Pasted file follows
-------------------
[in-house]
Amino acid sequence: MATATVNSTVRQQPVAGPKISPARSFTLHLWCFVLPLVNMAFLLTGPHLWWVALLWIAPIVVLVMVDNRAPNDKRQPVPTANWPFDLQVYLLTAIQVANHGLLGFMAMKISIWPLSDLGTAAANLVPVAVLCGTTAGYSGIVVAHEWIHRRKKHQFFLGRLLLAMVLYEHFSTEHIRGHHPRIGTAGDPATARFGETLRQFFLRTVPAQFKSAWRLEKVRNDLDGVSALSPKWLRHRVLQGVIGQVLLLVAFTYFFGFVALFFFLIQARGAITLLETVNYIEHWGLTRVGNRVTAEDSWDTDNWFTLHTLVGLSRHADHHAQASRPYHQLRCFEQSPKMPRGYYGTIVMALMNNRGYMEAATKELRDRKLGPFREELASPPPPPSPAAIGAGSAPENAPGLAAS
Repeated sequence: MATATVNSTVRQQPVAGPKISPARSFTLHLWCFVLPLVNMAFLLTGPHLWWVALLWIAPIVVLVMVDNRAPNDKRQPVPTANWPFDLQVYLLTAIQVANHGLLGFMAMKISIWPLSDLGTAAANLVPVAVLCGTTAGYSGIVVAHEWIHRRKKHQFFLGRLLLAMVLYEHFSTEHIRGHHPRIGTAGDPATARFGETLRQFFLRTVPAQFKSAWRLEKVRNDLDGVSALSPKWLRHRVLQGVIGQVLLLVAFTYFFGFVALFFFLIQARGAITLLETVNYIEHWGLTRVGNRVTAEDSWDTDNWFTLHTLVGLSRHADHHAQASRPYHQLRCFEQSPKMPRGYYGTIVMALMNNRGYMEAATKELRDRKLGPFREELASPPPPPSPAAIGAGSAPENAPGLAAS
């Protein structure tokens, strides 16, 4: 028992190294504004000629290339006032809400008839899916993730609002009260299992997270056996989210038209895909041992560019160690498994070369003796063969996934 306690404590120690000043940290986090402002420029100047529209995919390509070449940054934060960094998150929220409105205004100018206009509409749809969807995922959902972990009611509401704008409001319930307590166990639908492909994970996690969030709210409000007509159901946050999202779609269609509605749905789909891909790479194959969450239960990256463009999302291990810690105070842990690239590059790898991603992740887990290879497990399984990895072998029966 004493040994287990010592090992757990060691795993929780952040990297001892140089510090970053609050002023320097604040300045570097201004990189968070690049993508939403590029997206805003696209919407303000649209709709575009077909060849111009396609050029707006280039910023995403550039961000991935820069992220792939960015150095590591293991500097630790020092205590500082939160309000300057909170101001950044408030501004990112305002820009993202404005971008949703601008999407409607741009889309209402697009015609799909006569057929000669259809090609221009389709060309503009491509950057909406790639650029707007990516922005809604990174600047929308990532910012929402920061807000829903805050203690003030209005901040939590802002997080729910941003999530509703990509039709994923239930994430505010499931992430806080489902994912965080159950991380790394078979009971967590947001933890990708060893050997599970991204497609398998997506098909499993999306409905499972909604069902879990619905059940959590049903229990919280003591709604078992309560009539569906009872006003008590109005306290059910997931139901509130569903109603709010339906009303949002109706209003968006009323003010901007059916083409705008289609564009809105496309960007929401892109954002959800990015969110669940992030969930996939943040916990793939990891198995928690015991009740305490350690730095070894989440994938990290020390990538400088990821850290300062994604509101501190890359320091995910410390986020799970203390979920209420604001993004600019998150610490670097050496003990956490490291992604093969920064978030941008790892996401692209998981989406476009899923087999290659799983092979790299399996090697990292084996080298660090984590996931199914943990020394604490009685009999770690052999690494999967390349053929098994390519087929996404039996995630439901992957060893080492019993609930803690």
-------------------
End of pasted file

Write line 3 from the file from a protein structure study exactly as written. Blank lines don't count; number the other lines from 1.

Repeated sequence: MATATVNSTVRQQPVAGPKISPARSFTLHLWCFVLPLVNMAFLLTGPHLWWVALLWIAPIVVLVMVDNRAPNDKRQPVPTANWPFDLQVYLLTAIQVANHGLLGFMAMKISIWPLSDLGTAAANLVPVAVLCGTTAGYSGIVVAHEWIHRRKKHQFFLGRLLLAMVLYEHFSTEHIRGHHPRIGTAGDPATARFGETLRQFFLRTVPAQFKSAWRLEKVRNDLDGVSALSPKWLRHRVLQGVIGQVLLLVAFTYFFGFVALFFFLIQARGAITLLETVNYIEHWGLTRVGNRVTAEDSWDTDNWFTLHTLVGLSRHADHHAQASRPYHQLRCFEQSPKMPRGYYGTIVMALMNNRGYMEAATKELRDRKLGPFREELASPPPPPSPAAIGAGSAPENAPGLAAS